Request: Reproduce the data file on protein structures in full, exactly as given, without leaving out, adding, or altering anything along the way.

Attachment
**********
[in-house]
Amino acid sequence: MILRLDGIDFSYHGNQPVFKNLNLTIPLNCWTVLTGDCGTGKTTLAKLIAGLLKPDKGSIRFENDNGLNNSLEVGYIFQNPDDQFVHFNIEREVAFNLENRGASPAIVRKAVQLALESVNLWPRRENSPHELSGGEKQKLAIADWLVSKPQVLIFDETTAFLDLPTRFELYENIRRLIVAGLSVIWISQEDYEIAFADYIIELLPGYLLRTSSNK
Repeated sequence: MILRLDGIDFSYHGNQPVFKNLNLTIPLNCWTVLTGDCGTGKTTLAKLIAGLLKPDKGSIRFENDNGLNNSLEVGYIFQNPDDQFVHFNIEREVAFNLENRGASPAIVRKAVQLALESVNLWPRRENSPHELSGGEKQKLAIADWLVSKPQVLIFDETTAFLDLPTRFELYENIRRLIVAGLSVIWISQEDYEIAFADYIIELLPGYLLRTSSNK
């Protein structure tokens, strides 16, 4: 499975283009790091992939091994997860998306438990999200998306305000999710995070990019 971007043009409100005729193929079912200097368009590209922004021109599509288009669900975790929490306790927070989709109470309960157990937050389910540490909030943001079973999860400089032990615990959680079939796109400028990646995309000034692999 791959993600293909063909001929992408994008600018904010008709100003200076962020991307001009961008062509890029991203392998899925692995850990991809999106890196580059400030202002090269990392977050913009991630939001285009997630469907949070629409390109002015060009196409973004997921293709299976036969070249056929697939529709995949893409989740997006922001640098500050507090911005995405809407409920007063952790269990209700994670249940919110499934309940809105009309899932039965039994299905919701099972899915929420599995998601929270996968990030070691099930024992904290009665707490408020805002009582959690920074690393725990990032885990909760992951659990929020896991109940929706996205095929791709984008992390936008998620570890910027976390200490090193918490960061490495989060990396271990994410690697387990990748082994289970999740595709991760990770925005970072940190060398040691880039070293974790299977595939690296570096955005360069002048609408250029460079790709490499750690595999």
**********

[in-house]
Amino acid sequence: MILRLDGIDFSYHGNQPVFKNLNLTIPLNCWTVLTGDCGTGKTTLAKLIAGLLKPDKGSIRFENDNGLNNSLEVGYIFQNPDDQFVHFNIEREVAFNLENRGASPAIVRKAVQLALESVNLWPRRENSPHELSGGEKQKLAIADWLVSKPQVLIFDETTAFLDLPTRFELYENIRRLIVAGLSVIWISQEDYEIAFADYIIELLPGYLLRTSSNK
Repeated sequence: MILRLDGIDFSYHGNQPVFKNLNLTIPLNCWTVLTGDCGTGKTTLAKLIAGLLKPDKGSIRFENDNGLNNSLEVGYIFQNPDDQFVHFNIEREVAFNLENRGASPAIVRKAVQLALESVNLWPRRENSPHELSGGEKQKLAIADWLVSKPQVLIFDETTAFLDLPTRFELYENIRRLIVAGLSVIWISQEDYEIAFADYIIELLPGYLLRTSSNK
């Protein structure tokens, strides 16, 4: 499975283009790091992939091994997860998306438990999200998306305000999710995070990019 971007043009409100005729193929079912200097368009590209922004021109599509288009669900975790929490306790927070989709109470309960157990937050389910540490909030943001079973999860400089032990615990959680079939796109400028990646995309000034692999 791959993600293909063909001929992408994008600018904010008709100003200076962020991307001009961008062509890029991203392998899925692995850990991809999106890196580059400030202002090269990392977050913009991630939001285009997630469907949070629409390109002015060009196409973004997921293709299976036969070249056929697939529709995949893409989740997006922001640098500050507090911005995405809407409920007063952790269990209700994670249940919110499934309940809105009309899932039965039994299905919701099972899915929420599995998601929270996968990030070691099930024992904290009665707490408020805002009582959690920074690393725990990032885990909760992951659990929020896991109940929706996205095929791709984008992390936008998620570890910027976390200490090193918490960061490495989060990396271990994410690697387990990748082994289970999740595709991760990770925005970072940190060398040691880039070293974790299977595939690296570096955005360069002048609408250029460079790709490499750690595999």